SHOPS Plus program in Nigeria works in the areas of family planning and tuberculosis. The country's rapidly increasing population has created pressure on its health system. High birth rates are accompanied by low uptake of family planning services, resulting in high levels of unmet need. Nigeria also has one of the lowest case detection rates among high tuberculosis burden countries. The private sector is an important source of health care in the country and is the preferred source for short-acting contraceptive methods. However, it is an underused resource for diagnosis of tuberculosis.
Nigeria is the seventh most populous country in the world with 193 million people. The most recent national health accounts data estimate that 68 percent of health expenditures occur in the private sector; therefore, it is imperative that facilities in both the private and public sectors provide quality services. The SHOPS Plus program focuses on family planning and tuberculosis.
The limited availability of providers trained on the delivery of the full method mix at the community health extension worker level, continues to be a significant barrier to family planning services resulting in the low use of modern contraceptives. Therefore, increasing access to effective training for these providers is essential.
SHOPS Plus has enhanced the existing provider training and supervision systems, trained 931 providers of which 546 are CHEWS (59%) , and reached over 110,000 new users of family planning, including long-acting reversible contraceptives (LARCs) in four states (Federal Capital Territory, Plateau, Akwa Ibom, and Oyo). The project collaborates with other USAID projects (Breakthrough Action and Global Health Supply Chain - Procurement Supply Management) to address social and behavior change, as well as contraceptive commodity security.
Highlights from family planning program activities:
Despite its high incidence of tuberculosis, Nigeria has one of the lowest case detection rates among high TB burden countries. With an estimated 440,000 cases in 2019 according to the WHO, just over a quarter of these cases were reported as receiving treatment. Strengthening the private sector’s capacity to detect and treat TB is vital to reducing its incidence rate in the country.
SHOPS Plus’s approach to increasing the availability of and access to TB services in the private sector in Nigeria aligns with international standards and the country’s national plan for TB control. In Lagos and Kano States, SHOPS Plus has established multi-cadre provider networks to detect, diagnose, report, and treat TB. These cadres are not limited to clinical providers but also include proprietary patent medicine vendors, community pharmacists, and laboratories because these cadres are often the first point of contact for Nigerians seeking care. The program assists these networks through local intermediary organizations who provide coaching and supervisory support. Since project inception, SHOPS Plus-supported providers have screened 2,949,758 clients for TB, detected 13,779 TB cases, and trained and networked 4,708 private providers. Based on this experience SHOPS Plus has expanded to an additional 14 states. To support the TB program the SHOPS Plus team in Nigeria launched a new Android application that supports Tuberculosis Screening and Tracking for Accelerated Referral and Reporting: TB STARR.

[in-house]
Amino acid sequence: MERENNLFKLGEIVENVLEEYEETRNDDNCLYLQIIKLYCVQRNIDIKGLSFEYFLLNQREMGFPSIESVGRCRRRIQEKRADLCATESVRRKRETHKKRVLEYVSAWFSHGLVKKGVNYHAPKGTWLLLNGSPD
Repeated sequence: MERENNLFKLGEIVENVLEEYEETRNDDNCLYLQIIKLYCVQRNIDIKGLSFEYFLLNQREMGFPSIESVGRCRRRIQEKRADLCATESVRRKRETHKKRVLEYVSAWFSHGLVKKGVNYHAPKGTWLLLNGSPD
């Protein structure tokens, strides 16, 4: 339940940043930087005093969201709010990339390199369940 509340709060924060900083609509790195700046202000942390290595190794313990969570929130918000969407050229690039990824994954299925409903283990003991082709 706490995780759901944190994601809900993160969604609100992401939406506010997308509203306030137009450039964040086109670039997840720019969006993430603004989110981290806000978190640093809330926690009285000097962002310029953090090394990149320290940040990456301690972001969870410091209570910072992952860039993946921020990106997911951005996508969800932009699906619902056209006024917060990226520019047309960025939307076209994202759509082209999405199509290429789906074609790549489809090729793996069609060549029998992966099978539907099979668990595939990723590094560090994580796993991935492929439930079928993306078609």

Highlights from TB program activities:
News and Highlights from Nigeria
- Sources for Sick Child Care in Nigeria (brief)
- Sources for Sick Child Care in Nigeria (presentation)
- Sources of Family Planning in Nigeria
- Nigeria Family Planning Baseline Assessment
- Nigeria Tuberculosis program process evaluation
- Study of the Quality of TB Care in Lagos and Kano States
- Nigeria Gender-Transformative Supportive Supervision Study